Oh, Sheep: Aldermen vote for sheep, horses in Estate Residential Districts
The Oxford Board of Aldermen is continuing discussion regarding the place of farm animals within suburban and estate residential districts.
Responding to concerns she heard from members of the board of aldermen and citizens, city planner Judy Daniel presented proposed amendments to the city’s land development code.
“I have heard that some of you may be concerned that we are proposing to allow sheep in the estate residential district with one acre pastures,” Daniel said. “If you want that removed, we can do that.”
Under section 188.8.131.52., the code reads that agricultural uses in residential districts are limited to crops or animals raised for the “use and/or enjoyment” by occupants of the premises. Previous discussion of the proposed amendments included declaring hens the only appropriate poultry within city limits, banning roosters across all residential districts.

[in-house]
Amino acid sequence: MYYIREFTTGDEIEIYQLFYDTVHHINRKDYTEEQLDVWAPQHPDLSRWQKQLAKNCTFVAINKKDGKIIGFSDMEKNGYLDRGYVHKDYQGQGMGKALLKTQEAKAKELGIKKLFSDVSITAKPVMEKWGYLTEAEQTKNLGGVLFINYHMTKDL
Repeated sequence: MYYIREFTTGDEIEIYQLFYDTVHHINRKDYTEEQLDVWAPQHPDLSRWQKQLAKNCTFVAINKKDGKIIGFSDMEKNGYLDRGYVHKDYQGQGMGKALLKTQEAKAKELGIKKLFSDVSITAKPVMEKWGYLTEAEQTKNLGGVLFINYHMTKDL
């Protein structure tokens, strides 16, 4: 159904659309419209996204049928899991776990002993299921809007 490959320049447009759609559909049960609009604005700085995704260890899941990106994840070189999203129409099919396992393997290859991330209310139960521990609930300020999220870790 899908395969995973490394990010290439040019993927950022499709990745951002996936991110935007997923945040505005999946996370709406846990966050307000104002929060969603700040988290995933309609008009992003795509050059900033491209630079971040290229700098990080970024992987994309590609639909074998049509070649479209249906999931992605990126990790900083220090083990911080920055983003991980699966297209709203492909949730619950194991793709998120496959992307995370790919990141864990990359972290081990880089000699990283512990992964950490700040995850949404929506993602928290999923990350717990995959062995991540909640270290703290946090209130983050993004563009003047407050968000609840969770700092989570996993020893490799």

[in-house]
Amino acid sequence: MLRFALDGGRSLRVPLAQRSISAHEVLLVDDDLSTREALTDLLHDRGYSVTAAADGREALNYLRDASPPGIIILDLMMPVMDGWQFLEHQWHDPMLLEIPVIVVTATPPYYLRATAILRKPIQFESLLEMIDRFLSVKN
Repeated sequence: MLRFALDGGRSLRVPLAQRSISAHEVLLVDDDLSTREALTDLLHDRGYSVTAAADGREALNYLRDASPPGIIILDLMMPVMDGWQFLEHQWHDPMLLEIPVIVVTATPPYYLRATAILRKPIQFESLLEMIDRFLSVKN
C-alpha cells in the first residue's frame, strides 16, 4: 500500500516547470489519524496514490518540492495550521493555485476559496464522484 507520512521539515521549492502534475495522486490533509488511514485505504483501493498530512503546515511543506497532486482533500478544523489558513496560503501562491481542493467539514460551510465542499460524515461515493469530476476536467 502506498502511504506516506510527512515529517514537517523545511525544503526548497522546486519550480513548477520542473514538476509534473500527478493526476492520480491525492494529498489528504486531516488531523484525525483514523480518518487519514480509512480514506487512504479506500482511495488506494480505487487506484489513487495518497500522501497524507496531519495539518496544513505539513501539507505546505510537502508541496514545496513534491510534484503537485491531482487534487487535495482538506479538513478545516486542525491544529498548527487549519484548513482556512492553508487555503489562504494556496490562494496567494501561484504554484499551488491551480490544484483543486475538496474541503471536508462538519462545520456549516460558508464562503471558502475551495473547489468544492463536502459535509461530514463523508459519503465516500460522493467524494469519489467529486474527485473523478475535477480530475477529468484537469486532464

Apparently seeing a moment for humor, Alderman John Morgan spoke up.
“It’s baaaaad,” Morgan said, imitating the animal.
Although no alderman spoke out directly against the presence of sheep in town, the board chose to amend the proposed language and limit them to only ER districts instead of in suburban residential and ER districts.
If a homeowner wishes to have sheep or horses on their property that does not lie in an ER district, the land must be designated as a special use. Sheep or horses within an ER district must have a minimum one acre of pasture per animal.
During discussion, Daniel offered her own explanation for allowing sheep within city limits.
“They’re smaller than horses, they’re used in other estate districts,” she said. “But if you don’t think Oxford is ready for it, then certainly we can remove it.”
After brief discussion, the aldermen chose to adopt the proposed amendments in a unanimous vote.
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